Oncopeptides CEO: ODAC Meeting “Unexpectedly Contentious” in Cancer Drug Rejection
Oncopeptides CEO Jakob Lindberg/courtesy of Oncopeptides
The FDA’s Oncologic Drugs Advisory Committee (ODAC) voted 14-2 against Oncopeptides’ Pepaxto, a drug that has been on the market since 2021 for multiple myeloma under an accelerated approval pathway. A confirmatory trial showed mixed benefit results.
The ODAC meeting was held to finalize the discussion on the benefit-risk profile of Pepaxto.
The advisory panel was asked to vote on the question: “Given the potential detriment in overall survival (OS), failure to demonstrate a progression-free survival (PFS) benefit, and lack of an appropriate dose, is the benefit risk profile of melphalan flufenamide favorable for the currently indicated population?”
The answer was an overwhelming “no.”
In the FDA’s briefing documents, the agency noted Oncopeptides ran multiple post hoc exploratory subgroup analyses and initially suggested the OS HR data was related to patients who had received previous transplants, but there was benefit in patients who had not had a previous transplant.
The FDA felt there were “several limitations to the Sponsor’s assertions,” including that the subgroups identified were listed as exploratory analyses and weren’t powered appropriately.
Oncopeptides also argued the OS results in the OCEAN study might be related to a “differential treatment effect of pomalidomide on overall survival based on age rather than due to a safety signal” with their own drug. The FDA noted that this was again a post hoc exploratory analysis.
The FDA documents concluded, “the preponderance of evidence from the prespecified analysis on the ITT population and in all other subgroups suggests an increased risk of death in patients and a potential for harm with melphalan flufenamide.”
Pepaxto (INN melphalan flufenamide) was granted accelerated approval by the FDA on February 26, 2021. It was indicated in combination with dexamethasone for adults with relapsed or refractory multiple myeloma after at least four previous lines of therapy.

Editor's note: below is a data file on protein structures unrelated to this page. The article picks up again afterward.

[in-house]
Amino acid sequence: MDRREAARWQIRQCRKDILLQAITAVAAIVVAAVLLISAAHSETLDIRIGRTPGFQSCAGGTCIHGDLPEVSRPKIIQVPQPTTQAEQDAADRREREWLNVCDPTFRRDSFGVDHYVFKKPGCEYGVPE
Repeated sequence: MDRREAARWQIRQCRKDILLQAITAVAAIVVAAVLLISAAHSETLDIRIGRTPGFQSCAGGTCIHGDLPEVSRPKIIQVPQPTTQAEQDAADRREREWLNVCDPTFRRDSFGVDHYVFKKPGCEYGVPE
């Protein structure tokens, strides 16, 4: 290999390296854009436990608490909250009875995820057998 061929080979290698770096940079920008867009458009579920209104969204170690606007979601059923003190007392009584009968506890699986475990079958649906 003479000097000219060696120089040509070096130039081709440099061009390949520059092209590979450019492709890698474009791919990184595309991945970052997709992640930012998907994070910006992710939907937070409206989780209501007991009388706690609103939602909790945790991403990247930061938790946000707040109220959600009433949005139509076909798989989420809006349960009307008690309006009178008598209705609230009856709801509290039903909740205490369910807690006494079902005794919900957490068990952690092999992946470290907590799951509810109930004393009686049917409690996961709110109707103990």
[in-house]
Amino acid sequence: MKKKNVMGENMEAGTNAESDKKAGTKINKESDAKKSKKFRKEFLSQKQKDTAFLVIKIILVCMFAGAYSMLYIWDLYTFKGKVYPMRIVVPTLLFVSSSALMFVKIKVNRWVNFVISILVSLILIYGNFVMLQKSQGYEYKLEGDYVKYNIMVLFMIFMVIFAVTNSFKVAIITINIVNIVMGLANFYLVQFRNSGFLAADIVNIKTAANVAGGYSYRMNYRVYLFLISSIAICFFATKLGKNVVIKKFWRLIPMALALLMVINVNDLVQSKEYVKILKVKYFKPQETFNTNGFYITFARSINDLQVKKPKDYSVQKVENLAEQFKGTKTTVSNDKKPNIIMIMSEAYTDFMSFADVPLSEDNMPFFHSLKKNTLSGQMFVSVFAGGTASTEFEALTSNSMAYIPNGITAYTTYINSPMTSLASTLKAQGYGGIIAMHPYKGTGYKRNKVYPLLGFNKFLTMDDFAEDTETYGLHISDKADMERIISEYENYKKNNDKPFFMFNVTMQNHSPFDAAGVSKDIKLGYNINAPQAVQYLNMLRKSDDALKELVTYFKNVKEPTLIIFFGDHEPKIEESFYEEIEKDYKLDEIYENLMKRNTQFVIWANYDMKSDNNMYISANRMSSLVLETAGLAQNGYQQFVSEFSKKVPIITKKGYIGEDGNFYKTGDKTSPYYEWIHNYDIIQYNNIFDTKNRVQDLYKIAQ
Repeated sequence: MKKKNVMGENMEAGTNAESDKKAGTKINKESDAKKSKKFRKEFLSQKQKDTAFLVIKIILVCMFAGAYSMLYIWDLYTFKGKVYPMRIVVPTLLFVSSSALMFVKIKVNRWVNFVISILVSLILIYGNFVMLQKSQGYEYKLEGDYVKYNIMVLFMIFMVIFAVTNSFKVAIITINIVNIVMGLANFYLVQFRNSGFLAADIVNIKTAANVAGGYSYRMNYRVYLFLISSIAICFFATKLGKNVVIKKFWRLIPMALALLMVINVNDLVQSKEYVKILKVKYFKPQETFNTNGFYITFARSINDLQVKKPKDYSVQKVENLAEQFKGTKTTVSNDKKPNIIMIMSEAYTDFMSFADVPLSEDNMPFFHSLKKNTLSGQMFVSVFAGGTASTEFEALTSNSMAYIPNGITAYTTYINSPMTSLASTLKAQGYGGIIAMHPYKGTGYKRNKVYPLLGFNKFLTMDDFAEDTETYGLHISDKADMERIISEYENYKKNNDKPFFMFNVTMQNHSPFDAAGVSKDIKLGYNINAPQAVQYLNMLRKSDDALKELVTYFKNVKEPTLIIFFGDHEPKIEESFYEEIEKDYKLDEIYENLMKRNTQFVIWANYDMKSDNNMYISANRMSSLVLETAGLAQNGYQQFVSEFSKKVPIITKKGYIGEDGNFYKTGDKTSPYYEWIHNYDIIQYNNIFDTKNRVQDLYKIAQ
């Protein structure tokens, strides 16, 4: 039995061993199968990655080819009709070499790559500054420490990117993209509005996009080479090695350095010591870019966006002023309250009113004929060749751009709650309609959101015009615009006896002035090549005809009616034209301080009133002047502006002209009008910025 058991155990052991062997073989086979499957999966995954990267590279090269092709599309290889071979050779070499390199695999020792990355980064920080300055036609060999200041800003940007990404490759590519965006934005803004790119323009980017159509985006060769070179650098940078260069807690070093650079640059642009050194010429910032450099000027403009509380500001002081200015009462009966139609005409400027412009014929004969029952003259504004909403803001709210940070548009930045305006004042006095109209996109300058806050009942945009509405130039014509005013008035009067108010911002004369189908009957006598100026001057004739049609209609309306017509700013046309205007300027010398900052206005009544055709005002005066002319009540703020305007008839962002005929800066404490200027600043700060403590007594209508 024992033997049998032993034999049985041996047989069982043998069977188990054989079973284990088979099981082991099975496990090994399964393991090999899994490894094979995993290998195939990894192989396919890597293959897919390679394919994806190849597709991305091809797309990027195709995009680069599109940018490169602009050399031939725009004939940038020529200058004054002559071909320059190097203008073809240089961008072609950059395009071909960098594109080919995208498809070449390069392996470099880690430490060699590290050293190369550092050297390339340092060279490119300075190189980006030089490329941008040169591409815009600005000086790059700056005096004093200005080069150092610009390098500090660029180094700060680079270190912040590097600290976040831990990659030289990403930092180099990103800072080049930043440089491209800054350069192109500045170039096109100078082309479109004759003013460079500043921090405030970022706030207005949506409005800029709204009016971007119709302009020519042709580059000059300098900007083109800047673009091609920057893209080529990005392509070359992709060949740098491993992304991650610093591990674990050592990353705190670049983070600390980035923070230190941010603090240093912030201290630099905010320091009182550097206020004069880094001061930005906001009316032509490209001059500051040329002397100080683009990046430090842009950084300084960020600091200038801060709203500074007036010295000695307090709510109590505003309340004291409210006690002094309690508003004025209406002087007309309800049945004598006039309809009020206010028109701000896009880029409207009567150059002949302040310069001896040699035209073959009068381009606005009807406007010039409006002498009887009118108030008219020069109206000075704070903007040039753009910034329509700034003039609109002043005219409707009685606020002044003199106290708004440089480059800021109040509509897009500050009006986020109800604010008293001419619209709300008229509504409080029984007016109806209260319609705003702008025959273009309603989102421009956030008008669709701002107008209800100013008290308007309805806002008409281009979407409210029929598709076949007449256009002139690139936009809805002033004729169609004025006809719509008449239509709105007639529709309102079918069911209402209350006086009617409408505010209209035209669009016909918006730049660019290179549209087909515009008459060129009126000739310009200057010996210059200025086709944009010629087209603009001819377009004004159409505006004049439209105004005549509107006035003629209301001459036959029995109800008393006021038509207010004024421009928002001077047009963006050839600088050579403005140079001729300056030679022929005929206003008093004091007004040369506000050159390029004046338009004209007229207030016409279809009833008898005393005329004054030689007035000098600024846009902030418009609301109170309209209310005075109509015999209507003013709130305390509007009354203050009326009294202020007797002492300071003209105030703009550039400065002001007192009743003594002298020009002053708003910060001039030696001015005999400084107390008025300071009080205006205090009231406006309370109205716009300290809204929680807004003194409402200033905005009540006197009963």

The approval was built on the HORIZON trial of 97 patients. The overall response rate (ORR) in that population was 23.7% with a median duration of response (DOR) of 4.2 months. Safety concerns were raised over myelosuppression.
As part of the accelerated approval, the agency required Oncopeptides to run post-approval studies to verify the clinical benefit of the drug. In that regard, the company launched the Phase III OCEAN trial.
Oncopeptides received the results from OCEAN in summer 2021.
“We hit the primary endpoint, but the OS hazard ratio was 1.1,” Jakob Lindberg, CEO, told BioSpace in an interview Friday morning. “The FDA issued a safety warning and eventually we voluntarily withdrew the product, and more or less started to dismantle the company.”
Oncopeptides then went to the European Medicines Agency, where the drug was up for consideration and told them, ‘We guess it’s basically game over,” Lindberg shared.
The EMA, however, said it didn’t understand that conclusion and asked to assess the data itself.
Oncopeptides then made additional assessments and analyses of the comparator, Bristol Myers Squibb’s Pomalyst (pomalidomide).
“We realized that the OS result was highly heterogeneous - astonishingly heterogeneous –, that Papaxto almost doubled survival in the elderly compared to pomalidomide, while pomalidomide almost doubled survival in the young patients,” Lindberg said. “Our point of view is this is driven primarily by pomalidomide.”
In June, the drug received full approval in Europe for an earlier line of therapy. Since Oncopeptides was convinced it was pomalidomide that confounded the result, it contacted the FDA in January with a request to rescind the October withdrawal.
This reconsideration was based upon further analysis of the heterogeneous OS data from the OCEAN trial and other studies.
“We wanted to have a dialogue with the FDA about this,” Lindberg noted. “Because if we were right, it has large implications for how we treat patients.”
ODAC Meeting was “Unexpectedly Contentious”
From Lindberg’s point of view, the ODAC meeting was unexpectedly contentious. It “felt like there was bad blood in the room, and I don’t know how we ended up there,” he said.
He said the full approval in Europe caught the FDA by surprise, even though the FDA had been invited for full participation in their deliberations.
“The level of friction at the ODAC meeting was a bit higher than I would like,” Linberg said. “I hope we can find ways to move forward. I think our findings about pomalidomide are really, really important. It’s hugely beneficial to young patients, but much less so in the old, and you don’t see it in the surrogates. We need to get this right.”
The FDA is likely to respond in the next two weeks. Oncopeptides expects to launch the drug in October in Europe. Meanwhile, it remains approved in the U.S.
Lindberg added the company is willing to do another confirmatory trial, but that without U.S. sales, it will be difficult to fund. The hope, he said, is to be allowed to continue to provide the drug in the U.S. while Oncopeptides discusses a confirmatory trial design with the FDA.